In the embodiment of FIG. 4, the pulse train Z3 is an inversion of the pulse train Z4 but displaced in phase relatively thereto by half the cycle time T. The width of the pulse 28 therefore corresponds to the width of the pulse gap 29. In this case, the normally closed magnetic valve 10 or 11 has the characteristic opening line K3 whilst the normally open magnetic valve 12 or 13 has the characteristic opening line K4. Since flow can take place only when both magnetic valves are open, one obtains the resulting characteristic opening line K5 which corresponds to the actual flow per unit time. It will be seen that two pass pulses P1, P2 occur during each cycle T, which corresponds to a modulation frequency of 80 Hz although the magnetic valves are operated only with a frequency of 40 Hz. The pulse width difference modulation therefore leads to a better resolution at the same speed and to a more rapid response. One can also employ this manner of operation to achieve a lower operating frequency for the magnetic valves at the same modulating frequency, so that their life is prolonged.
It is not only the manners of operation that are possible which lead to the first displacement of the slide 3 in the one or other operating direction through operation of diagonally opposed magnetic valves 10, 13 or 11, 12. Instead, the slide 3 may also return to the neutral position N automatically under the influence of the neutral position springs 4, 5. This may be important when the current fails. The return motion may also be brought about at a certain speed by overlapping operation of the normally open magnetic valves 12, 13. Further, forced operation may also take place by way of the diagonally opposite magnetic valves 10, 13 or 11, 12. Upon a large control departure, operation is therefore preferably switched from a modulation control by means of the magnetic valves 12, 13 to control by means of the magnetic valves 10, 13.
The magnetic valve 18 can be set by the regulator 19 by closure or pulse width-modulated operation of the magnetic valve 18 such that only a throttled flow will take place through the throttle apparatus 16, which means that the effective amount of flow as illustrated below the characteristic lines K2, K2' and K5 can be reduced still further.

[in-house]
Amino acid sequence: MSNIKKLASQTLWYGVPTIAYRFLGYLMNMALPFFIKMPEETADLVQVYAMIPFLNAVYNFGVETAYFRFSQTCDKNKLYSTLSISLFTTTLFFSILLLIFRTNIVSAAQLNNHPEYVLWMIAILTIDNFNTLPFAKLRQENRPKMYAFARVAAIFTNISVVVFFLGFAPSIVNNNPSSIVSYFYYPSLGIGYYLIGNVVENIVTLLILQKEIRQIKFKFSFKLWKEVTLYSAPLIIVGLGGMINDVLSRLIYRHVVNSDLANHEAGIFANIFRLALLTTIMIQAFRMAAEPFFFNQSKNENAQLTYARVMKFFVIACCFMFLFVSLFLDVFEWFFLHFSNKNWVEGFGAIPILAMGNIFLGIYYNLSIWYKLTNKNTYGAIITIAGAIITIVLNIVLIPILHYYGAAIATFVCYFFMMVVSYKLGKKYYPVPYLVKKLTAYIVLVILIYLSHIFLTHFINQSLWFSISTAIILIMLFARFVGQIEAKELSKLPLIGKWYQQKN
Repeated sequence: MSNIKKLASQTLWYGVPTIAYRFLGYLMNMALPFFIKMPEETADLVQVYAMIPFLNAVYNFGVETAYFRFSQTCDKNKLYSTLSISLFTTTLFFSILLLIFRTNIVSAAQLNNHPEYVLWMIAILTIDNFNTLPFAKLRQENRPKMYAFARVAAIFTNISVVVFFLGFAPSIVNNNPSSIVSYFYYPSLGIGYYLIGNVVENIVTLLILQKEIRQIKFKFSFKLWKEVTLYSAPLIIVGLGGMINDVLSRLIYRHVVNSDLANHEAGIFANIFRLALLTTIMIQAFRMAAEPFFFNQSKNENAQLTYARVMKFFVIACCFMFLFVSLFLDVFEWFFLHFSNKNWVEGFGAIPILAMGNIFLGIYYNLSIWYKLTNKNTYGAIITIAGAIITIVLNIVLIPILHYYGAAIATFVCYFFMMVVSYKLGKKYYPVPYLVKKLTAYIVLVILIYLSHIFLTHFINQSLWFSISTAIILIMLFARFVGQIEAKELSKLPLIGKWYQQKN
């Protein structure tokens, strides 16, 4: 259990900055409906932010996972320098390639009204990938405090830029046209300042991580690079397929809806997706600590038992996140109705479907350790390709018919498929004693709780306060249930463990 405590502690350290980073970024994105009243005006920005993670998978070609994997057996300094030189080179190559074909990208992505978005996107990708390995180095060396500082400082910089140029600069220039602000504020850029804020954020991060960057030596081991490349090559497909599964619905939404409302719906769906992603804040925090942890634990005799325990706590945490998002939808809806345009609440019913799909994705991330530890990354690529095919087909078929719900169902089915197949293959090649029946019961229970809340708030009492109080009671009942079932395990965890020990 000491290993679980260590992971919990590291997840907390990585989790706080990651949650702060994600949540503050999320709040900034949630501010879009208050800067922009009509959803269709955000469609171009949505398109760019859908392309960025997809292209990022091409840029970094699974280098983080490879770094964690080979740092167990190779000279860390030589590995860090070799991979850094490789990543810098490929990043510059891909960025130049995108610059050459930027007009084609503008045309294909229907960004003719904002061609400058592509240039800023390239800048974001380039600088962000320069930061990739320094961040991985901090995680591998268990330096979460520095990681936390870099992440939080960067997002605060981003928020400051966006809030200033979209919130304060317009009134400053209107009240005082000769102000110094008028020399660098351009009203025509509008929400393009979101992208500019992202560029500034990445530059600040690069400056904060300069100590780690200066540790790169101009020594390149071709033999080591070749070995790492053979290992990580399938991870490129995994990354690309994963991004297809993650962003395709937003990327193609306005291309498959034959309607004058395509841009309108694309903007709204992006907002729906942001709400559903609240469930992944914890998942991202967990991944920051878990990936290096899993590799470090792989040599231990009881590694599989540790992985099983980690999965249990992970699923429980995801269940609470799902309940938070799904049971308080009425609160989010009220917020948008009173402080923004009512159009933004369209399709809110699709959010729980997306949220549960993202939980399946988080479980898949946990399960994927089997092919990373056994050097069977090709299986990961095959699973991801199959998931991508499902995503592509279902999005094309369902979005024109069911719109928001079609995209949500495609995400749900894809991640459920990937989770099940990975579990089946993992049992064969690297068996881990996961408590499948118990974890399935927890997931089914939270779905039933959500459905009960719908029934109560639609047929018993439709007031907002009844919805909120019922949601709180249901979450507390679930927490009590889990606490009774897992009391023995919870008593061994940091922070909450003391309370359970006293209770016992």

Many changes can be made to the illustrated examples without departing from the basic concept of the invention. For example, the desired value generator 20 need not be operated by hand; it can also be changed by a programme or by a computer. The control means may also be operated without the throttle apparatus 16. Instead of a control valve, the servomotor may also adjust other operating equipment or the like. It may operate linearly or by rotation.
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|U.S. Classification||91/361, 91/454, 251/129.05, 137/614.19, 91/459|
|International Classification||F15B9/09, F15B11/00, F15B21/08, F15B13/043, F15B13/04|
|Cooperative Classification||F15B2211/6656, F15B11/006, F15B2211/6303, F15B2211/30505, F15B2211/6336, F15B21/087, F15B2211/30575, F15B2211/862, F15B2211/8613, F15B2211/40507, Y10T137/88046, F15B2211/41509, F15B13/0433, F15B2211/426, F15B13/0402, F15B2211/31576, F15B2211/455, F15B2211/40515, F15B2211/7656, F15B2211/328|
|European Classification||F15B11/00C, F15B13/043D, F15B21/08D, F15B13/04B2|
|Aug 4, 1989||AS||Assignment|
Owner name: DIXEN, CARL CHRISTIAN, DENMARK
Free format text: ASSIGNMENT OF ASSIGNORS INTEREST.;ASSIGNORS:RAVN, KJELD;DIXEN, CARL C.;REEL/FRAME:005169/0663
Effective date: 19881108
Owner name: NISSEN, HARRY STENTOFT, DENMARK
Free format text: ASSIGNMENT OF ASSIGNORS INTEREST.;ASSIGNORS:THOMSEN, FLEMMING;NISSEN, HARRY S.;REEL/FRAME:005169/0661
Effective date: 19881108
|Mar 1, 1993||FPAY||Fee payment|
Year of fee payment: 4
|Feb 20, 1997||FPAY||Fee payment|
Year of fee payment: 8
|Jan 10, 2000||AS||Assignment|
Owner name: DANFOSS FLUID POWER A/S, DENMARK
Free format text: ASSIGNMENT OF ASSIGNORS INTEREST;ASSIGNOR:DANFOSS A/S;REEL/FRAME:010602/0678
Effective date: 19991129
|Nov 22, 2000||FPAY||Fee payment|
Year of fee payment: 12
|May 21, 2004||AS||Assignment|
Owner name: SAUER-DANFOSS HOLDING APS, DENMARK
Free format text: CHANGE OF NAME;ASSIGNOR:SAUER-DANFOSS HOLDING A/S;REEL/FRAME:015334/0374
Effective date: 20030724